September is National Pain Awareness Month. Unfortunately, few people seem to know or, honestly, care.
I think the reason for that is simple.
I appreciate the American Chronic Pain Association’s efforts at creating the first Pain Awareness Month in 2001. I just wish they had added the word “chronic”.
Everyone has pain at one time or another. Hit your thumb with a hammer, get a splinter, etc. So do we need more “awareness” of pain? Heck, we are all aware of pain. The minute we do something that results in our being hurt or if we become ill and pain is a symptom, our awareness is awakened.
I regret that the times I asked the Pennsylvania legislature to declare September as Women in Pain Awareness Month it had not occurred to me to use the word “chronic”. The senators I asked were kind enough to unanimously pass the resolution all four times I requested it, but I did not bother this year or last because I could not get anyone to take notice of it. Women are in pain? So what seemed to be the attitude.
Words matter. Especially the word “chronic”.
Many of us have disorders for which there is an awareness day or even a full month. Lupus, fibromyalgia, multiple sclerosis, and rheumatoid arthritis, just for starters.
Often the news media will make mention of these individual days. And yet, when I asked my local boro to go teal for Trigeminal Neuralgia Awareness Day, they said “No. If we do it for you we have to do it for all.”
To me that answer seemed to embody the reaction of many people to these “awareness” days. There are too many of them. People get weary of hearing about these illnesses, which are mostly foreign to them. The weariness, however, seems to disappear when it comes to cancer and other major diseases. Almost everyone knows someone who has them. Or they have it themselves.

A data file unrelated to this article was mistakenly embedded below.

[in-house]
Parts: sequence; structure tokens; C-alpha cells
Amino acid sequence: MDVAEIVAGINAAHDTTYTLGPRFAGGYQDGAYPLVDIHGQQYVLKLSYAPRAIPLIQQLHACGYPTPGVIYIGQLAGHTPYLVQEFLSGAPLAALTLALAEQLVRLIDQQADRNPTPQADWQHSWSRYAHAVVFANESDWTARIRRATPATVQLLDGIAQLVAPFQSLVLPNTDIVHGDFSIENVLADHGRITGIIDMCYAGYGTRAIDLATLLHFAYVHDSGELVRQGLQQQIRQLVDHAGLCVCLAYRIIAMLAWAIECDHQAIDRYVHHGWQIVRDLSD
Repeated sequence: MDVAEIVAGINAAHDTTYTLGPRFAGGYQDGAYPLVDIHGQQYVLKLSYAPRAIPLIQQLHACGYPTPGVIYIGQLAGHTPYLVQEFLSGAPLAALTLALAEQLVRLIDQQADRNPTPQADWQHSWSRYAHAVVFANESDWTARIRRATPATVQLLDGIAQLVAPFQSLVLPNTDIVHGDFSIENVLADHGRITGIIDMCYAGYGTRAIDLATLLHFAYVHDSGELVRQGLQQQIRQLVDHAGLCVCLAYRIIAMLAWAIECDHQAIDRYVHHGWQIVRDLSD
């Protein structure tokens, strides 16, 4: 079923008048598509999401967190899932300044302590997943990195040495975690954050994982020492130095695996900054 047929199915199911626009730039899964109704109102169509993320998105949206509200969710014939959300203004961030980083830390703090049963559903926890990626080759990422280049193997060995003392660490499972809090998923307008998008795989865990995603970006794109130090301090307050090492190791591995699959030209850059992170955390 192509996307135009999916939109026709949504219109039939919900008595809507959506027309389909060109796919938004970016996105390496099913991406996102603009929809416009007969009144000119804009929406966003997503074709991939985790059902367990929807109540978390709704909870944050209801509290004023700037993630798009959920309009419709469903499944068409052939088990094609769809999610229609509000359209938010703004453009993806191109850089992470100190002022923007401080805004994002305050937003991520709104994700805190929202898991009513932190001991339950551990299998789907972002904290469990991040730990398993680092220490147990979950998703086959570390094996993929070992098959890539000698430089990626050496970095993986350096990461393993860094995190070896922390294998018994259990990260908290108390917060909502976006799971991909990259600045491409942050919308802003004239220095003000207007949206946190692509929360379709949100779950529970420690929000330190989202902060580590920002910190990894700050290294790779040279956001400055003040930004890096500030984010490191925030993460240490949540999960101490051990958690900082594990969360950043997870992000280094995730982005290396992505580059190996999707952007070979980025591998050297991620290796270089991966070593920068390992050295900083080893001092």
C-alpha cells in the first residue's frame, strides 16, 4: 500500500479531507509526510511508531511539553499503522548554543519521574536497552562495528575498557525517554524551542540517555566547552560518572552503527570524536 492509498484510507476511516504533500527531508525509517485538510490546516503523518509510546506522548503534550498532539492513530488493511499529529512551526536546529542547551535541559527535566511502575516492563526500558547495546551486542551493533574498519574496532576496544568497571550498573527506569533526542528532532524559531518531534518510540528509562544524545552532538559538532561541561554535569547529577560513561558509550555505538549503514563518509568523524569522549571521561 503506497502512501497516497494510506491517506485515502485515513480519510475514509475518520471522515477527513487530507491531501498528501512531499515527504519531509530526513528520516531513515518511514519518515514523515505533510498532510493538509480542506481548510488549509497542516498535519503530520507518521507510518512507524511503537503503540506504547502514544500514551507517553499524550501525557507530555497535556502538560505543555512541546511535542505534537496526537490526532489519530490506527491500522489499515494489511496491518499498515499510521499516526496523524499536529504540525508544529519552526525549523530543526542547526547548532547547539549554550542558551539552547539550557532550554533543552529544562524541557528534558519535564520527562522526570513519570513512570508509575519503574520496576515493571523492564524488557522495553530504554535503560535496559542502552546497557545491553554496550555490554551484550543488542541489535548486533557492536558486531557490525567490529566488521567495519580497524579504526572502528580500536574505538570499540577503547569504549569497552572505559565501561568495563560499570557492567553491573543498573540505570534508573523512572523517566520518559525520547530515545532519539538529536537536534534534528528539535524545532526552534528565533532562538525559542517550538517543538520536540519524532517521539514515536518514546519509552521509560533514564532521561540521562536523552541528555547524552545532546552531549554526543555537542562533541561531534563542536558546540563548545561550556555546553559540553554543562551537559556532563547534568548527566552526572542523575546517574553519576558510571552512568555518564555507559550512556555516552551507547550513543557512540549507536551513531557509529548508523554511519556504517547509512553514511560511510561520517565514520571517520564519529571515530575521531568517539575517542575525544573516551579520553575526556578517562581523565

The problem is we are weary too. Weary of having pain every day, every hour, every minute.
Whether it is Pain Awareness Month or not, we are aware of chronic pain.
It is up to us to go to the next step.
Now and every day, we have to figure out a way to bring more attention and awareness of chronic pain to those who are not in pain. It is up to us do what other illnesses do not require: Help those who do not know the reality of chronic pain accept and believe that it exists.
Help them understand that those of us living with chronic pain deserve not only awareness and acknowledgement, but kudos for the fight we mount daily against this horrid monster.
Carol Jay Levy has lived with trigeminal neuralgia, a chronic facial pain disorder, for over 30 years. She is the author of “A Pained Life, A Chronic Pain Journey.” Carol was accredited to the United Nations Convention on the Rights of Persons with Disabilities, where she helped get chronic pain recognized as a disease.
The information in this column is not intended to be considered as professional medical advice, diagnosis or treatment. Only your doctor can do that! It is for informational purposes only and represents the author’s personal experiences and opinions alone. It does not inherently or expressly reflect the views, opinions and/or positions of National Pain Report or Microcast Media.